Grose's Classical Dictionary of Th Vulgar Tongue: Revised and Corrected, with the Addition of Numerous Slang Phrases, Collected from Tried Authorites (Google eBook)

Front Cover
Sherwood, Neely, and Jones, 1823 - English language - 245 pages
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Brush up on your pre-Victorian street slang.

Contents

Common terms and phrases

Popular passages

Page xxiv - To cut with a knife, or To cut a piece of wood, is perfectly free from vulgarity, because it is perfectly common : but to cut an acquaintance is not quite unexceptionable, because it is not perfectly common or intelligible, and has hardly yet escaped out of the limits of slang phraseology. I should hardly therefore use the word in this sense without putting it in italics as a license of expression, to be received cum grano salis.
Page viii - French, a speech compact thirty years since of English and a great number of odd words of their own devising, without all order or reason ; and yet, such is it as none but themselves are able to understand. The first deviser thereof was hanged by the neck a just reward no doubt for his deserts, and a common end to all of that profession.
Page viii - Profitable for gentlemen, lawyers, merchants, citizens, farmers, masters of households, and all sorts of servants, to marke, and delightfull for men to reade.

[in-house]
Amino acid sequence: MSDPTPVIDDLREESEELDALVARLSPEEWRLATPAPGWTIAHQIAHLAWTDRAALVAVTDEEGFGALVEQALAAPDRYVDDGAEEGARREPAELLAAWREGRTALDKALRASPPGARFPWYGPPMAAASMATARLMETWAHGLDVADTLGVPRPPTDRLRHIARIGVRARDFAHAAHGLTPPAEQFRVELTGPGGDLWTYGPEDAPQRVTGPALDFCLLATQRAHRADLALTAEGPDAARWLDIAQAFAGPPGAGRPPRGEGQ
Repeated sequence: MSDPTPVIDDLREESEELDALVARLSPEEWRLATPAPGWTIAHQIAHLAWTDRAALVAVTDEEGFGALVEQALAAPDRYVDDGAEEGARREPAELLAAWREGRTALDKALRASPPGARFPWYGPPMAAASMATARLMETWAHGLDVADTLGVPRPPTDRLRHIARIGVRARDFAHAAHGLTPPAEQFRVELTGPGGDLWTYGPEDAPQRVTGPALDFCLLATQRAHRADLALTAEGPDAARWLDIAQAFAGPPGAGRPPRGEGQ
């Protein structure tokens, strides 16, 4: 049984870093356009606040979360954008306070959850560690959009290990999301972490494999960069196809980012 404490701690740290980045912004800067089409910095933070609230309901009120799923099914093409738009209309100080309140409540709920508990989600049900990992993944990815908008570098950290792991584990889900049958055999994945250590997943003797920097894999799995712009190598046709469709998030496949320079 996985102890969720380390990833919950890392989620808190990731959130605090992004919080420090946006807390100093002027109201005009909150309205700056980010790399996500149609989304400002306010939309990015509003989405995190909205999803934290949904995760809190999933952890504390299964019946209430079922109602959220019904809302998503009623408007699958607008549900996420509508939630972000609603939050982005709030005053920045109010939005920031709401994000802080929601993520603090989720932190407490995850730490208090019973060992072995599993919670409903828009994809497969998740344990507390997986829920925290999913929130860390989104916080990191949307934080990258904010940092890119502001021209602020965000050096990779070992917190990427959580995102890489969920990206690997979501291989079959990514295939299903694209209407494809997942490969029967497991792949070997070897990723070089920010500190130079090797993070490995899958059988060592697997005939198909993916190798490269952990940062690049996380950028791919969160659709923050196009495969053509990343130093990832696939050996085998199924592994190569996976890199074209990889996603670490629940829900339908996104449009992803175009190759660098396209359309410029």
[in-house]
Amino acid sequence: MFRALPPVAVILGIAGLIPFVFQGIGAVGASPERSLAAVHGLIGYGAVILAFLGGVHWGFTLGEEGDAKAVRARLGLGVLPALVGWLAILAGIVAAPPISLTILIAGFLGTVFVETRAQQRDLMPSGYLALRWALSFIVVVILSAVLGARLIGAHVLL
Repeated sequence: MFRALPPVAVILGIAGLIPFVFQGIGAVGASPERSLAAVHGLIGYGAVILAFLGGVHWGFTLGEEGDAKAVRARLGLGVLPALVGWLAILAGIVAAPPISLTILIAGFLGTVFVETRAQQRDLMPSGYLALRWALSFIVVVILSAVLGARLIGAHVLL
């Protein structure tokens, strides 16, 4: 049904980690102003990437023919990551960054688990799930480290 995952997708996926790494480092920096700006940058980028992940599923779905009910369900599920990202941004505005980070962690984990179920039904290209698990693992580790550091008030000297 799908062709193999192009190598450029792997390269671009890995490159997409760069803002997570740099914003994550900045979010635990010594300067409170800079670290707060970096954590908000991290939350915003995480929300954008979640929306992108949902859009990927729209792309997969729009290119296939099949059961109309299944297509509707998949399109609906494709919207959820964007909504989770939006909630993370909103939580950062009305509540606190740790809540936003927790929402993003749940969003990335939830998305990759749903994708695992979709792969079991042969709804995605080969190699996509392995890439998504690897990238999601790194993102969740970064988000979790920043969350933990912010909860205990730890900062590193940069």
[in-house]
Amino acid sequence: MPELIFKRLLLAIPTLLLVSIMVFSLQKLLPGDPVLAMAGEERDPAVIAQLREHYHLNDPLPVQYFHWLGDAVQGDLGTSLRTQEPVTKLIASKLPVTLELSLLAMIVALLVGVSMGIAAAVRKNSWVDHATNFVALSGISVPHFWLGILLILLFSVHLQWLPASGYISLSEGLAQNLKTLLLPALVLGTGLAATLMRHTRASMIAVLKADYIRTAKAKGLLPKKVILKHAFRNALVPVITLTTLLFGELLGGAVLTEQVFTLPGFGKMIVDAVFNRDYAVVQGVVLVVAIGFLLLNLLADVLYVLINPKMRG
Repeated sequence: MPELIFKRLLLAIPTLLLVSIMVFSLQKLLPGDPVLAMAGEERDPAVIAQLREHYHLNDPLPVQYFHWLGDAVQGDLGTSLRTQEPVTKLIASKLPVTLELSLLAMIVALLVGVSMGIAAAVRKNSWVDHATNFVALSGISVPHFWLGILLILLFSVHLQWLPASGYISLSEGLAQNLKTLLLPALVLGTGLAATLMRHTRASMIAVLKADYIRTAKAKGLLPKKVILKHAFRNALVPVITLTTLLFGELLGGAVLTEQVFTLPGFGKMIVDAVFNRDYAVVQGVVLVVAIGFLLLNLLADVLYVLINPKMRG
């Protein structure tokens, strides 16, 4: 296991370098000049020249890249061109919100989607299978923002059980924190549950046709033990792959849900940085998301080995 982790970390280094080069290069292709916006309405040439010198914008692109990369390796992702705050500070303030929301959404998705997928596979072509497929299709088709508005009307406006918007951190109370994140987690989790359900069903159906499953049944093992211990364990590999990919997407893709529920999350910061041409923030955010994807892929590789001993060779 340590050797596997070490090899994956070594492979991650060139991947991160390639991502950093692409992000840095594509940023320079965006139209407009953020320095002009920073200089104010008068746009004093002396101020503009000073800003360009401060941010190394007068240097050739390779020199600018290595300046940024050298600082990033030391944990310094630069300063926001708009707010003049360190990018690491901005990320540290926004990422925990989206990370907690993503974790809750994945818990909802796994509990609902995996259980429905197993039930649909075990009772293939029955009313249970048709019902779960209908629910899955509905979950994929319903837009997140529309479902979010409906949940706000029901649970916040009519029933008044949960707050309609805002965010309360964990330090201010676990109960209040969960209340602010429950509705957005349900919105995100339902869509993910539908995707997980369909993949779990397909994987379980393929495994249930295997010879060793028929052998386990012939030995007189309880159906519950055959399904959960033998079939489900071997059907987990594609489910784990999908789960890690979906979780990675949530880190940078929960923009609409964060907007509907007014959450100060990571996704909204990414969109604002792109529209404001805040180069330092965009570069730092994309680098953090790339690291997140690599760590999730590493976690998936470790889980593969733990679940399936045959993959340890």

Page xxiv - The proper force of words lies not in the words themselves, but in their application. A word may be a finesounding word, of an unusual length, and very imposing from its learning and novelty, and yet in the connection in which it is introduced may be quite .pointless and irrelevant. It is not pomp or pretension, but the adaptation of the expression to the idea, that clenches a writer's meaning: - as it is not the size or glossiness of the materials, but their being fitted each to its place, that...
Page xxv - A word may be a fine-sounding word, of an unusual length, and very imposing from its learning and novelty, and yet in the connection in which it is introduced may be quite pointless and irrelevant. It is not pomp or pretension, but the adaptation of the expression to the idea, that clenches a writer's meaning as it is not the size or glossiness of the materials, but their being fitted each to its place, that gives strength to the arch ; or as the pegs and nails are as necessary to the support...
Page xxx - In the one he received, and from the other paid ; and this too with a want of circumspection which may be readily supposed from- such a mode of book-keeping. His losses on this occasion roused his latent talents: with a good classical education he united a fine taste for drawing, which he now began again to cultivate; and encouraged by his -friends, he undertook the work from which he derived both profit and reputation : his Views of Antiquities in England and Wales, which he first began to publish...

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